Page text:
A combination of lectures, guided practices, assignments, case studies and research assignments will be used. Active learning is an integral part of this course, and emphasis will be placed on a “hands-on” environment to allow students to work both independently and collaboratively to learn and apply procedures and tasks carried on in a legal office. Both learning activities and evaluations will be structured to stress problem solving, accuracy, and working within time constraints.
- Historical Overview: historical developments in family law
- Overview: why the family law client is unique
- Opening family law files
- The Divorce Act: grounds for divorce, bars to divorce, forms of divorce (undefended, joint, defended), jurisdiction
- The Family Law Act: relief available, importance of provisions concerning division of family property, jurisdiction
- Types of family law agreements
- Application of the Supreme Court Family Rules
- Financial disclosure
- Child support: Child Support Guidelines
- Simple calculations of child support amounts
- Preparation of documents in support of a joint divorce
- Preparation of documents in support of an undefended divorce
- Preparation of documents in support of a defended divorce
- Family law court document preparation using specialized litigation software
- Divorce order: preparation, approval by counsel
The learner has reliably demonstrated the ability to:
- read and understand the relevant statutory materials, the Supreme Court Family Rules, the Divorce Act, and the Family Law Act;
- identify the distinct applications of the Divorce Act and the Family Law Act;
- recognize the primary relief available under the Divorce Act and the Family Relations Act;
- prepare family law agreements;
- identify the rules on financial disclosure;
- calculate basic child support under the Federal Child Support Guidelines;
- prepare correspondence and documents required in a joint divorce proceeding;
- prepare correspondence and documents required in an uncontested divorce proceeding;
- prepare correspondence and documents required in a contested divorce proceeding;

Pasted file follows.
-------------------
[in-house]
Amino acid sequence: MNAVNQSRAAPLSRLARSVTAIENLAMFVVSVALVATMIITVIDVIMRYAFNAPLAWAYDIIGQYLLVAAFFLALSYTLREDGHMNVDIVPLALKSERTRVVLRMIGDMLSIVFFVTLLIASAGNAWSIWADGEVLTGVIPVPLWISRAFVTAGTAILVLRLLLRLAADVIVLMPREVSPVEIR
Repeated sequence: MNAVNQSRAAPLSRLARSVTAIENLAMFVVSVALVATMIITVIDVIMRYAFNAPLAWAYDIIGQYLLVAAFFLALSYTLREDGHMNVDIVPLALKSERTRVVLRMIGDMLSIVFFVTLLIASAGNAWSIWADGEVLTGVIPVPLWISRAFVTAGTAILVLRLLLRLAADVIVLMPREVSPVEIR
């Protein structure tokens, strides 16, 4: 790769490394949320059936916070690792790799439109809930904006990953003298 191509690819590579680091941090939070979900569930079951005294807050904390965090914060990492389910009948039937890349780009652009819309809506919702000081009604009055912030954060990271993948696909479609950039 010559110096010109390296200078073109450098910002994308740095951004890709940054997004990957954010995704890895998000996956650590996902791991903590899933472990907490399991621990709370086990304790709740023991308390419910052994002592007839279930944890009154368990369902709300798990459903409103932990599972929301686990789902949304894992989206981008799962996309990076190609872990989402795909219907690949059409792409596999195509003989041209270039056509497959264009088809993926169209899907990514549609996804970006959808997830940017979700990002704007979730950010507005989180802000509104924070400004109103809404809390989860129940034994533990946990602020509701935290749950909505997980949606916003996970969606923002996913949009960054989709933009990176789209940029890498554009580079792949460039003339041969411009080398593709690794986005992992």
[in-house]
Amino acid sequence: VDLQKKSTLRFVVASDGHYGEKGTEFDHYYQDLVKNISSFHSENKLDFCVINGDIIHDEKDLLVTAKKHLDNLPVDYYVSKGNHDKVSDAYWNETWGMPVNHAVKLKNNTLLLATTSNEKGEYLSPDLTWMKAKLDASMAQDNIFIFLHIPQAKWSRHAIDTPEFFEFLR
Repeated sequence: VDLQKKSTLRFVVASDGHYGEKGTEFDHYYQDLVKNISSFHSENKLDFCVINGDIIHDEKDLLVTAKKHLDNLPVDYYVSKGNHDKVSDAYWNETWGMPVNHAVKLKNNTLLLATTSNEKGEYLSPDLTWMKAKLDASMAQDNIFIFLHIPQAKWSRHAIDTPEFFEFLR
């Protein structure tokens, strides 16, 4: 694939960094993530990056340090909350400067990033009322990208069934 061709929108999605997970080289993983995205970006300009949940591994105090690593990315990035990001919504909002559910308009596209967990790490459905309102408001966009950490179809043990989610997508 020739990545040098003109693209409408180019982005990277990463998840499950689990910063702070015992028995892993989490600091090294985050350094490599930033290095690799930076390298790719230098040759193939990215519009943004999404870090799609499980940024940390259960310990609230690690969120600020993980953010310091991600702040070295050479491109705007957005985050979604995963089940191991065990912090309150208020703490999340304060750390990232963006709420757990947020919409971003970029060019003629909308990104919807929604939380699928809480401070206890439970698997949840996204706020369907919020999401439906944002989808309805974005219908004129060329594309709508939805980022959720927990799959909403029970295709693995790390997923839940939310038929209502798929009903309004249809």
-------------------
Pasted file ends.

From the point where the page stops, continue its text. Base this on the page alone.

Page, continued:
- prepare correspondence and documents using specialized divorce document preparation and management software;
- transcribe family law correspondence and documents, including marriage and separation agreements, using appropriate and relevant legal terminology;
- observe ethical standards with respect to client confidentiality in the completion of all work;
- keyboard with accuracy; and
- demonstrate the ability to meet deadlines in a manner required to meet legal industry standards.
|Assignments||5% - 11%|
|Simulations||30% - 40%|
|Midterm and/or Test(s)||25% - 30%|
|Final Exam||20% - 25%|
|Keyboarding||4 - 5%|
A maximum of two evaluations worth up to 20% may be assigned and due in the last 14 days of class. Some class time is provided to work on any evaluation due in the last 14 days of class
THERE ARE NO ORAL PRESENTATIONS IN THIS COURSE.
Students may conduct research as part of their coursework in this class. Instructors for the course are responsible for ensuring that student research projects comply with College policies on ethical conduct for research involving humans, which can require obtaining Informed Consent from participants and getting the approval of the Douglas College Research Ethics Board prior to conducting the research.
Textbooks and Materials to be Purchased by Students:
Family Law Manual, Latest Ed., Douglas College or other family law textbook as approved by the department.
Department approved keyboarding material and software.
Course packs as determined by the instructor.